The Economic Impacts of California’s Major Climate Programs on the San Joaquin Valley

January 2017
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sjv_thumbAmid concerns about the economic and employment impacts of California’s ambitious climate policies, CLEE and its research partners have conducted the first comprehensive, academic study of the costs and benefits of these policies on the San Joaquin Valley. Together with UC Berkeley’s Donald Vial Center on Employment in the Green Economy, and working with the nonpartisan nonprofit Next 10, we found a total economic benefit of $13.4 billion in the Valley including the creation of tens of thousands of jobs.
 
We focused on the eight-county Valley region due to its bellwether status and significant economic and environmental challenges. Our study addresses compliance and investment costs as well as benefits across the region.
 
The study examines three key California climate and clean energy policies: 1) cap and trade, which established a market designed to reduce carbon emissions from major polluters; 2) the renewables portfolio standard (RPS), which calls for California to get 33 percent of its energy from renewable sources by 2020, growing to 50 percent by 2030; and 3) energy efficiency programs run by investor-owned utilities and overseen by the Public Utilities Commission.
 

Key Findings
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Cap & Trade

The study found that industries benefiting from the investment of cap-and-trade revenue, such as construction, generate more economic activity in the region than those industries bearing the costs of cap-and-trade compliance. Our research shows that:

  • After accounting for compliance and other costs the cap-and-trade program had direct economic benefit of $119 million to the San Joaquin Valley, and boosted the economy by $200 million when you include indirect and induced economic benefits.
  • There was a potential negative impact on 400 jobs due to compliance from 2013 through 2015, but on a net basis, more than 700 jobs were created directly, and more than 1,600 supporting service and industry jobs were created indirectly, in the same period.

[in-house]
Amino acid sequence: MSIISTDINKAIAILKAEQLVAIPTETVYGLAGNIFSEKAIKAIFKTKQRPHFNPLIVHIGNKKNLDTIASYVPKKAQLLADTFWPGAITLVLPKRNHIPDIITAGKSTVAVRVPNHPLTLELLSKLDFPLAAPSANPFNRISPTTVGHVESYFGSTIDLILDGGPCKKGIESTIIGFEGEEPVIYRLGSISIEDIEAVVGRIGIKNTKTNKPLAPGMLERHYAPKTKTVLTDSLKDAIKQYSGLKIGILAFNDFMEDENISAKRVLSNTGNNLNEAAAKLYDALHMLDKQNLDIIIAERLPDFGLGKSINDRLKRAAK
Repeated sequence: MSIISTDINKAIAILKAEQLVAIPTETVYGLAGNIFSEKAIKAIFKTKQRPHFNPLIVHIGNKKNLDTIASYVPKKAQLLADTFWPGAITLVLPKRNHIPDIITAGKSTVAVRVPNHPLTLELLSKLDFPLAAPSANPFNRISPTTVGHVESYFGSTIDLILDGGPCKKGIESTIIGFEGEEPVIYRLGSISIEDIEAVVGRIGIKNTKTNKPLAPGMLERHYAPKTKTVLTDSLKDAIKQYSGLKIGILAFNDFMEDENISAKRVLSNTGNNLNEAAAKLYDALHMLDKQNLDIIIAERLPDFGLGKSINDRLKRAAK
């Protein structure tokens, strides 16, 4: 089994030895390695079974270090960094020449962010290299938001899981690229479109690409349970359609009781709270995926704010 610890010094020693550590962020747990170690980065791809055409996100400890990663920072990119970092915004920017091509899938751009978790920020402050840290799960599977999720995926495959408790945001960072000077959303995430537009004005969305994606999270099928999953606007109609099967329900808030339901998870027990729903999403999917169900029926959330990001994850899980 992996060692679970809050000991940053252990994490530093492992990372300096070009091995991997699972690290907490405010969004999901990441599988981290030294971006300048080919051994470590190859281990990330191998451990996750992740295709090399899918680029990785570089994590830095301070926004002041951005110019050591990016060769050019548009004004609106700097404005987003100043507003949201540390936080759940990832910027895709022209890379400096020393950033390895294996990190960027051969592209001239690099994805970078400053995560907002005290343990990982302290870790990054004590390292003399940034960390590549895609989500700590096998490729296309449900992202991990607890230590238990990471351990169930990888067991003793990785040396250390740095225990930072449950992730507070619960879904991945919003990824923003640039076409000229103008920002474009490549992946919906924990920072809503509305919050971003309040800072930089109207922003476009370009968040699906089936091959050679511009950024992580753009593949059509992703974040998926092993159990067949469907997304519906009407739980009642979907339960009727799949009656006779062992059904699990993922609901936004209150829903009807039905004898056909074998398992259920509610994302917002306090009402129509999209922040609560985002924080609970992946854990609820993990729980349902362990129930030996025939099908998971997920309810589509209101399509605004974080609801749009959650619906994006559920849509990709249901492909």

• State and local tax revenues received a $4.7 million boost in this time frame as result of cap-and-trade.

Renewables Portfolio Standard (RPS)

While more attention is often paid to the state’s carbon cap-and-trade program, in terms of the San Joaquin Valley’s economy, the state’s Renewables Portfolio Standard (RPS) has had a bigger impact so far:

  • Construction on renewable-energy projects has resulted in $11.6 billion in total economic activity in the Valley.
  • From 2002 to 2015, renewable programs created about 31,000 direct jobs in the San Joaquin Valley — for people building and operating renewable-energy facilities, for example — and created another 57,000 indirect and induced jobs for suppliers, supporting businesses and the like, for a total of 88,000 jobs.

Energy Efficiency Programs

The report finds that energy efficiency programs overseen by the California Public Utilities Commission (CPUC) are cost-efficient vehicles for families, businesses and institutions to save energy and money year after year. By cutting demand, efficiency efforts also reduce the need for costly new power-generating infrastructure. Our analysis shows that:

  • Energy efficiency programs in the Valley have provided net economic benefits of $248 million since 2010.

  • From 2006 to 2015, utility energy efficiency programs created 6,700 direct jobs, two-thirds of them in the construction industry and 10,700 indirect and induced jobs in the Valley, for a total of 17,400 jobs.

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Policy Recommendations
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Given the economic benefits of California’s climate policies in the San Joaquin Valley, we offer recommendations for maintaining and improving results as the state moves to further climate policies under SB 32 and SB 350:

  • Work to remove the legal uncertainty about the cap-and-trade program by extending the allowance auction mechanism beyond 2020
  • Ensure that cap-and-trade auction proceeds are spent on Valley programs that cut greenhouse gas emissions and co-pollutants
  • Expand energy efficiency incentives in the Valley, where they yield greater energy savings than in more temperate parts of the state
  • Develop robust transition programs for workers and communities affected by the decline of the region’s greenhouse gas-emitting industries


For More Information:

Contact Ethan Elkind, Director, Climate Program, Center for Law, Energy & the Environment at UC Berkeley Law